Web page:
And lest you think we can bring back these lost rooms, I can tell you from experience in representing numerous residential care facilities in their zoning application process that they are not welcomed in many residential neighborhoods. If you wanted to plan for a board and care home in a neighborhood today, good luck. There's no zoning for it in particular. You would need to obtain conditional use permits or variances which are subject to multiple administrative appeals and lawsuits

We’re doing this interview on the day when the governor’s care courts begin. What's your hope or assessment about that?

I don't have an assessment yet. Honestly, I'd like to see what happens with that. Going back to my point, I don’t think we can simply build our way out of homelessness. It's not just about building more housing, it's about helping people. It remains to be seen if the care courts help.  

Reducing parking requirements for new developments is another housing/city planning policy change advanced by the development community. What is your take re the impacts on neighborhoods now subject to accommodating greater housing density of reducing parking requirements?

The promotion of reduced parking requirements is not limited to the development community.  I’ve seen public transportation advocates and environmentalists promote it. As for the impacts of reduced parking, I believe we cannot evaluate it based on past experiences because in the past we did not have the alternative mode of public transportation that we have today and that is clearly going to increase in the future. Our new policies of encouraging ridesharing, public transit and bicycles may reduce the need for code parking requirements. The policy of encouraging the highest density in close proximity to public transit may also prove to show that code parking numbers are outdated.   

If Karen Bass asked you to serve as Chair of the Planning Commission of Los Angeles, would you take it?

First off, she wouldn't. Secondly, it would disqualify me and my entire land use department from working on projects in the City of Los Angeles. So, I would have to respectfully decline.

However, I would offer her a lot of advice and ideas based on my 46 years of practice in this city.  I can identify thousands of annual hours of planning staff time taken up on processes that can be reduced to a fraction of the actual amount spent thereby freeing planning staff to work on more productive and important items.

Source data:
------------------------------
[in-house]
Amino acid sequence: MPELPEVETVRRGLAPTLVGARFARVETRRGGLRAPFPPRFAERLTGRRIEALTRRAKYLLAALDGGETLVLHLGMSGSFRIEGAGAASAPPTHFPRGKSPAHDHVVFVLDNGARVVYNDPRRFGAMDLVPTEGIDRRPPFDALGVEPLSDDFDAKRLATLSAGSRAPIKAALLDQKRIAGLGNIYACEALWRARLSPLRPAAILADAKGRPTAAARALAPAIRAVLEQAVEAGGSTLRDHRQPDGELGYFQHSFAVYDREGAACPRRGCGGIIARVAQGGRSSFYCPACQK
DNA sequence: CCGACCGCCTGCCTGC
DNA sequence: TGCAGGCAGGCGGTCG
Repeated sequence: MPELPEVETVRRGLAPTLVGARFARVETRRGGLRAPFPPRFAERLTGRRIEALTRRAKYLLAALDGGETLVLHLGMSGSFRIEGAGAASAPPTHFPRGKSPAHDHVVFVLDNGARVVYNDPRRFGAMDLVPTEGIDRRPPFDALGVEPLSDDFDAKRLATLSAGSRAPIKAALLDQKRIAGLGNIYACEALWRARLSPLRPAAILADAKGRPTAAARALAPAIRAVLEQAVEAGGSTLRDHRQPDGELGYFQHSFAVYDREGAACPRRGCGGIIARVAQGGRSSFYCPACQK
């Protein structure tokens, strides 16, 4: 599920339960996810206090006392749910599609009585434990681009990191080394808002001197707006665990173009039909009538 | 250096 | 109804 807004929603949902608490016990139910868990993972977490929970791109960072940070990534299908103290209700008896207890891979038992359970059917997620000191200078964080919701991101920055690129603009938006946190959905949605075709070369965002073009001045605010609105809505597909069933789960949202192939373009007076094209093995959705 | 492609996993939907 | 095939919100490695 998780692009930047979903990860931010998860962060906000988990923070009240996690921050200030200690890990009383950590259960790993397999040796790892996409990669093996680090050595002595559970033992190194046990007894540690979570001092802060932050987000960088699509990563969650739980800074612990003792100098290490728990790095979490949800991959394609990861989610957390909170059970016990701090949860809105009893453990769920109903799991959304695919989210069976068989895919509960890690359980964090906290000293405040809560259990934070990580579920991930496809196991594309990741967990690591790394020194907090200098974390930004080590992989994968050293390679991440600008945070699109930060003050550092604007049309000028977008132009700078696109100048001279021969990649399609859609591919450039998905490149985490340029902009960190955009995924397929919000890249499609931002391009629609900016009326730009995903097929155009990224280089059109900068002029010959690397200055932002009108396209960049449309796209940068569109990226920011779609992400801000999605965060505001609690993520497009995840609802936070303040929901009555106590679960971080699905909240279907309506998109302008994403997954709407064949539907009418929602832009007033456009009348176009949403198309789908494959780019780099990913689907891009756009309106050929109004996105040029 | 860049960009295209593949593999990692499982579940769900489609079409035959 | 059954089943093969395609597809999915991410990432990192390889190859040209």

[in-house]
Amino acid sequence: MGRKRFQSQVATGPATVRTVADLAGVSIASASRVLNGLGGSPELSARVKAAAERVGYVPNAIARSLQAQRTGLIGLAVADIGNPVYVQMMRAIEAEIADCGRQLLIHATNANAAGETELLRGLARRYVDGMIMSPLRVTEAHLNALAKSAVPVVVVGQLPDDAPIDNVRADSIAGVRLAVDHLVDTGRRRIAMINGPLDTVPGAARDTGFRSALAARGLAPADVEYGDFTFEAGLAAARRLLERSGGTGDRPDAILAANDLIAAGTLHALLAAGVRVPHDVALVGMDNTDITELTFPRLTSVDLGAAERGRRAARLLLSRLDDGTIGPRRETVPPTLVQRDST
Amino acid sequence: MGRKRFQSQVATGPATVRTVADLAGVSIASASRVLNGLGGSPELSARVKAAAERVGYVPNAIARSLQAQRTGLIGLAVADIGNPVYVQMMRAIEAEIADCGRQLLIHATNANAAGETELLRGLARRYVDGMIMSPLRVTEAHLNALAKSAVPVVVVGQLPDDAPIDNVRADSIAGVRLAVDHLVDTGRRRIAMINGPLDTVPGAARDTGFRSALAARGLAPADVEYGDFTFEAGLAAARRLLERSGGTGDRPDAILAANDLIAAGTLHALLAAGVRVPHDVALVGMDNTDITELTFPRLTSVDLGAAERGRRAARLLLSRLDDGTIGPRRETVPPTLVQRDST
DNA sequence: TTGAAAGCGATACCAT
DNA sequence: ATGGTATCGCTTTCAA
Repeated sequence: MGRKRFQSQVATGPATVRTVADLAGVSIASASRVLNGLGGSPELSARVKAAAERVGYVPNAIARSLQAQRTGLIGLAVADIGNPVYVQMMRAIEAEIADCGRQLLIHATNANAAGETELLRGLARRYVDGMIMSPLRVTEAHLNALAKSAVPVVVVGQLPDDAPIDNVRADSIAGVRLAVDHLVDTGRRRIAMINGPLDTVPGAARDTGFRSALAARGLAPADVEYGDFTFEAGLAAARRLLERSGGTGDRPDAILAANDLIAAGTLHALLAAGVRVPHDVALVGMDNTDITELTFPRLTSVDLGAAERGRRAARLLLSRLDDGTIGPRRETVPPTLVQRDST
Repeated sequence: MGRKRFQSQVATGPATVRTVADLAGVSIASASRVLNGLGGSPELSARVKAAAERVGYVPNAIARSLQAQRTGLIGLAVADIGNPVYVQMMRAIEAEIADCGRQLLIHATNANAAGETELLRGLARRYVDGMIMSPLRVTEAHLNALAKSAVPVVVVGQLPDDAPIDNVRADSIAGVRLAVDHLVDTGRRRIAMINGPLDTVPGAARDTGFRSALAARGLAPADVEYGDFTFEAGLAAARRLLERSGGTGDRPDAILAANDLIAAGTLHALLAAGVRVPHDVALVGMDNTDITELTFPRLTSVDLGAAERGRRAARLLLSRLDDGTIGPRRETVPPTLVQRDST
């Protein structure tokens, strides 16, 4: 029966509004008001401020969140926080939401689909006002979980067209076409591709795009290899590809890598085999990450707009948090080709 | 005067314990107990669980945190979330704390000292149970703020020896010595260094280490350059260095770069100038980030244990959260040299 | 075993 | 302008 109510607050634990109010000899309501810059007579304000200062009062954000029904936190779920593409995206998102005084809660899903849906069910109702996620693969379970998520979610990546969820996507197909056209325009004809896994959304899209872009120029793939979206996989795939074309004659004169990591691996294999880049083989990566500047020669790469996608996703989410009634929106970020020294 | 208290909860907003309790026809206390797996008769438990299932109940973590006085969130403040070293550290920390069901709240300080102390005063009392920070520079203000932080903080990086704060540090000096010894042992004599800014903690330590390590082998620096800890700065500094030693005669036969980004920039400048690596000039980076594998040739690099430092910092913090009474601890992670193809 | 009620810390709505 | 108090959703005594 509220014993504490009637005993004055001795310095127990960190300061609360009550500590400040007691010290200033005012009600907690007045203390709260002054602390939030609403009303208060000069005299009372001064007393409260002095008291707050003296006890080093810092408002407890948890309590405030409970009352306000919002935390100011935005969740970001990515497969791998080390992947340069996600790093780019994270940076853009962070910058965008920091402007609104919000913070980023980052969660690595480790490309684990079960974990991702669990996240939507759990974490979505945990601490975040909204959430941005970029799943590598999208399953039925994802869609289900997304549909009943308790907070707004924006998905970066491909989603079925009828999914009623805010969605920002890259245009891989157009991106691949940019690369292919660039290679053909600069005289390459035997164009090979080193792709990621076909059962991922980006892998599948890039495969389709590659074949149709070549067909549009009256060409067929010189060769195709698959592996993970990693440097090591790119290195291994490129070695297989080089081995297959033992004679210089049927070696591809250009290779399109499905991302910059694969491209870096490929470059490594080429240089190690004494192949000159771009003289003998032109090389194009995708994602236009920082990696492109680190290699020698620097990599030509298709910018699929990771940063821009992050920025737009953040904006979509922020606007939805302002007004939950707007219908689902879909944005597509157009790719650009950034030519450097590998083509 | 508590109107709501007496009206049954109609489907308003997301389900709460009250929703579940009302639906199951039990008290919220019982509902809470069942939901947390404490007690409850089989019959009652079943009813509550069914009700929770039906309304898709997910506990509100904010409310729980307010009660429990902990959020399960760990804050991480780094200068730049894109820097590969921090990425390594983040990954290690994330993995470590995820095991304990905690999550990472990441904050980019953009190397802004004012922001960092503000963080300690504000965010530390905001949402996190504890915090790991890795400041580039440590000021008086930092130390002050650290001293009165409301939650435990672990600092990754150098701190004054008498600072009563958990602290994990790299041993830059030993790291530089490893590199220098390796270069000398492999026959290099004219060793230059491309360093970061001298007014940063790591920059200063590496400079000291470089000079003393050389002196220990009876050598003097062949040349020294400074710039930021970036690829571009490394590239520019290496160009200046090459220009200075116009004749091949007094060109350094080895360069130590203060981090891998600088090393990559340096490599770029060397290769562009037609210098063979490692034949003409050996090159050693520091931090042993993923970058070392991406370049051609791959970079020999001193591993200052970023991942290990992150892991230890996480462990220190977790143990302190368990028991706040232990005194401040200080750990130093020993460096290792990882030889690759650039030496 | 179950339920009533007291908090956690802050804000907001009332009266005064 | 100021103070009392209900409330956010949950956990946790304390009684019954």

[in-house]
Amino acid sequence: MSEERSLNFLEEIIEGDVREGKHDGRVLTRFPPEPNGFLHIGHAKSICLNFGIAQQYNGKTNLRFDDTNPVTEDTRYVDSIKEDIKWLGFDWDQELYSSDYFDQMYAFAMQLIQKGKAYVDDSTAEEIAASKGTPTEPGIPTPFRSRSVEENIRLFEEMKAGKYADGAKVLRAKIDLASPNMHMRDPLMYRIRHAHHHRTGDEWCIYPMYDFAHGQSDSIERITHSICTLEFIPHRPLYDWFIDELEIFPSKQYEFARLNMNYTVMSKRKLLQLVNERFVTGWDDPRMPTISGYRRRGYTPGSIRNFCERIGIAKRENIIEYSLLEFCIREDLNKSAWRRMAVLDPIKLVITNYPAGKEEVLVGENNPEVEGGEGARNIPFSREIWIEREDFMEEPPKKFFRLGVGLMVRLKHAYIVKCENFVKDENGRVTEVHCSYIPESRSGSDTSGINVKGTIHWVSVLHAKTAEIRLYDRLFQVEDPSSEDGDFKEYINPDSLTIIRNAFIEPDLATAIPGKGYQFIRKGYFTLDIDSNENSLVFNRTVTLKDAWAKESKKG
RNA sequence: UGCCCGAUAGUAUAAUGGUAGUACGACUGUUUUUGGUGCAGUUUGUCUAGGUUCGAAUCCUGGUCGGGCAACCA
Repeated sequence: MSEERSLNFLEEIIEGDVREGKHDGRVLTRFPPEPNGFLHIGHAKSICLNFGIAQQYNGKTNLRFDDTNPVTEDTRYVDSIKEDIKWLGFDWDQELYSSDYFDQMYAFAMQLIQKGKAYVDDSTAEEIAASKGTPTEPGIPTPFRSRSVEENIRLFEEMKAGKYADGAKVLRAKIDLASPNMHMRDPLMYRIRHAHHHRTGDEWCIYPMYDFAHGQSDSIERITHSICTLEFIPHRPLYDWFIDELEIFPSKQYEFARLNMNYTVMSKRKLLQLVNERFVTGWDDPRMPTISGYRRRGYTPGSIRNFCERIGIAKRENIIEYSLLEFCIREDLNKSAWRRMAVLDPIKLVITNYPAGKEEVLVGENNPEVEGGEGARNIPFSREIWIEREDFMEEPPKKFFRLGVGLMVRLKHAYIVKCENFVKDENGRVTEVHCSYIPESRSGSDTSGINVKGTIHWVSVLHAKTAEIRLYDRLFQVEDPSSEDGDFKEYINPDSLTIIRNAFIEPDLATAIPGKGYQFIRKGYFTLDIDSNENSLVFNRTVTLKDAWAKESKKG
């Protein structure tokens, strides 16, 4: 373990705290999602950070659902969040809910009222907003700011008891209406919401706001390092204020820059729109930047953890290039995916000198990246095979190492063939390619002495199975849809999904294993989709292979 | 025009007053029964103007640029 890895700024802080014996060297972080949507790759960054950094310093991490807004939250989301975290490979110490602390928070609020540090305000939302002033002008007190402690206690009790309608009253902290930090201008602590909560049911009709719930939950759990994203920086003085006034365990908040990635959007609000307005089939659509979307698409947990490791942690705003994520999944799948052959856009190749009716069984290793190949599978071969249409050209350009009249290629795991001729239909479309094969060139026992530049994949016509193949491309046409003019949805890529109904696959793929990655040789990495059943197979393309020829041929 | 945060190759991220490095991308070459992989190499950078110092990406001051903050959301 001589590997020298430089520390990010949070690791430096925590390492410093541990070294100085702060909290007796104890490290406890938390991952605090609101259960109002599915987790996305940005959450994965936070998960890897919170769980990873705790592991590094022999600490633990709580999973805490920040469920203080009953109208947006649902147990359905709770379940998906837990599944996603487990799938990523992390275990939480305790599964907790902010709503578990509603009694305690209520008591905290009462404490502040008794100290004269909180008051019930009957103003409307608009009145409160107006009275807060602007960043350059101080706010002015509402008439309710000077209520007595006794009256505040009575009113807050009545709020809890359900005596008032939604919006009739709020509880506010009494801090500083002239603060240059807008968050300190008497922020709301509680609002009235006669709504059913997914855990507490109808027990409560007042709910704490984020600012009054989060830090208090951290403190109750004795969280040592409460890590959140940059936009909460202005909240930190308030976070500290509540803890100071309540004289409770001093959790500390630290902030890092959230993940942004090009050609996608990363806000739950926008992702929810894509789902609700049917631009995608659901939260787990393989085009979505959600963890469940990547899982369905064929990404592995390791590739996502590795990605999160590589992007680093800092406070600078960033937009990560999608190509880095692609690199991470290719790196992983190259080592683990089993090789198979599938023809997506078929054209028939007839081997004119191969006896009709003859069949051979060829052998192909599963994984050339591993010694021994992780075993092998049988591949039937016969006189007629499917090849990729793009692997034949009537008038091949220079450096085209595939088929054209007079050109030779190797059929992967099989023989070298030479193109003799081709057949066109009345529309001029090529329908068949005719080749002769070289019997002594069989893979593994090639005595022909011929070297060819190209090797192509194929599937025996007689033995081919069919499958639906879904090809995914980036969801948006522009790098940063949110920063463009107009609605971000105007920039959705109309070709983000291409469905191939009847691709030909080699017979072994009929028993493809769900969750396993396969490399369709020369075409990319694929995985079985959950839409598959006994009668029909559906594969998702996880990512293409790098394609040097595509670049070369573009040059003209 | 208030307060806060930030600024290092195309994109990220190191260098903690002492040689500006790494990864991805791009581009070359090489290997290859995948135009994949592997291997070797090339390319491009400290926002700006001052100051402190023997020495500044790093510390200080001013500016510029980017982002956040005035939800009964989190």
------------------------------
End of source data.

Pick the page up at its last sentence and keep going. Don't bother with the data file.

I had a client ready to build 25 moderately sized single-family homes throughout the Mount Washington area in East LA. The proposed homes were consistent with all the zoning and planning requirements, including those of the Mount Washington Specific Plan. But because they were located in a specific plan area, they needed to apply for what is called a Project Permit Compliance Application. The idea is simply for the city planners to confirm that the proposed house conforms with the regulations of the specific plan. The applications were filed and sat there for nearly two years. Even calls from the City Council Office could not dislodge these applications. The economic loss is significant as workers are not working and the carrying costs of holding these properties add to the ultimate cost of the final product. These reviews should only take a couple of hours, and in more complicated cases maybe a day or two. I have many more such examples which I will gladly share with the Mayor if asked.   

Lastly, with the knowledge you’ve acquired from facilitating scores and scores of housing projects, why haven’t you developed your own projects?

I tried once when I was in my second year of practice. I bought a small lot with family members  in West LA – what a nightmare that was. Prime interest rates went up to 22% and I realized that it's a different world. It’s not for me or for what I wanted to do. You have to have a strong fortitude these days to go through and entitle some of these development projects.